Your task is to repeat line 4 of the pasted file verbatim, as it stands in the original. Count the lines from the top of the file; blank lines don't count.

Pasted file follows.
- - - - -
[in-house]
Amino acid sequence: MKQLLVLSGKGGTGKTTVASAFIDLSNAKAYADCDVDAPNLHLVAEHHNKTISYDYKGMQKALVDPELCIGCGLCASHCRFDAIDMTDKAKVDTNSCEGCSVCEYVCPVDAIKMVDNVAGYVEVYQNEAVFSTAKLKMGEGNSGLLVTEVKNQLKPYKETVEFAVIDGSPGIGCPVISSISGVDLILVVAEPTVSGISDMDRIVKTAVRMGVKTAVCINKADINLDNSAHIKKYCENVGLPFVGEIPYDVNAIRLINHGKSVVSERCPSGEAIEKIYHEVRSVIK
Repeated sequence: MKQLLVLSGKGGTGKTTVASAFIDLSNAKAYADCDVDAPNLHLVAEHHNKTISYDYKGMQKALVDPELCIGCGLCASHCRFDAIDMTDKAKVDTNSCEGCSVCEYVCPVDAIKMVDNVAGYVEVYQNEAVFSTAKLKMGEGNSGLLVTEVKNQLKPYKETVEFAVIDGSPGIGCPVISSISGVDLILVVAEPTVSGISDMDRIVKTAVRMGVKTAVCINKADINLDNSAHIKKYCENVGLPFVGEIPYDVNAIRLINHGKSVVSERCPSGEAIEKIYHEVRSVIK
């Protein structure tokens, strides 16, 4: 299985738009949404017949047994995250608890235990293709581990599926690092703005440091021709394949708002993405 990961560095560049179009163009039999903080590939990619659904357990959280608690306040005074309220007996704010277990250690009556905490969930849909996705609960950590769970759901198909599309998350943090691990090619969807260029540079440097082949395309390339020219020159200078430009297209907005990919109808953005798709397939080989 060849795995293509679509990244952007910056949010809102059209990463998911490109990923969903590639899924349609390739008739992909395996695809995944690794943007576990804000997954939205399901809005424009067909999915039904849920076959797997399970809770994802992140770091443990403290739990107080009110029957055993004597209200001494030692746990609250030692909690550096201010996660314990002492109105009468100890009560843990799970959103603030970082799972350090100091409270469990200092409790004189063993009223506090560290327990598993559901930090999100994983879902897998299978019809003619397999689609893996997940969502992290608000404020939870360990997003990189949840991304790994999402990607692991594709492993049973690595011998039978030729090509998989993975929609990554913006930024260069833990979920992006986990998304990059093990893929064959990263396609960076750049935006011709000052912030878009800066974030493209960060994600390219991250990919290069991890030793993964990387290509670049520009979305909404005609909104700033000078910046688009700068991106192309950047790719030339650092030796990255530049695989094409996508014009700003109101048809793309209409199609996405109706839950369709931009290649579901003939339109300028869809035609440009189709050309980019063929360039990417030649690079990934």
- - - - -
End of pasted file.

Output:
């Protein structure tokens, strides 16, 4: 299985738009949404017949047994995250608890235990293709581990599926690092703005440091021709394949708002993405 990961560095560049179009163009039999903080590939990619659904357990959280608690306040005074309220007996704010277990250690009556905490969930849909996705609960950590769970759901198909599309998350943090691990090619969807260029540079440097082949395309390339020219020159200078430009297209907005990919109808953005798709397939080989 060849795995293509679509990244952007910056949010809102059209990463998911490109990923969903590639899924349609390739008739992909395996695809995944690794943007576990804000997954939205399901809005424009067909999915039904849920076959797997399970809770994802992140770091443990403290739990107080009110029957055993004597209200001494030692746990609250030692909690550096201010996660314990002492109105009468100890009560843990799970959103603030970082799972350090100091409270469990200092409790004189063993009223506090560290327990598993559901930090999100994983879902897998299978019809003619397999689609893996997940969502992290608000404020939870360990997003990189949840991304790994999402990607692991594709492993049973690595011998039978030729090509998989993975929609990554913006930024260069833990979920992006986990998304990059093990893929064959990263396609960076750049935006011709000052912030878009800066974030493209960060994600390219991250990919290069991890030793993964990387290509670049520009979305909404005609909104700033000078910046688009700068991106192309950047790719030339650092030796990255530049695989094409996508014009700003109101048809793309209409199609996405109706839950369709931009290649579901003939339109300028869809035609440009189709050309980019063929360039990417030649690079990934």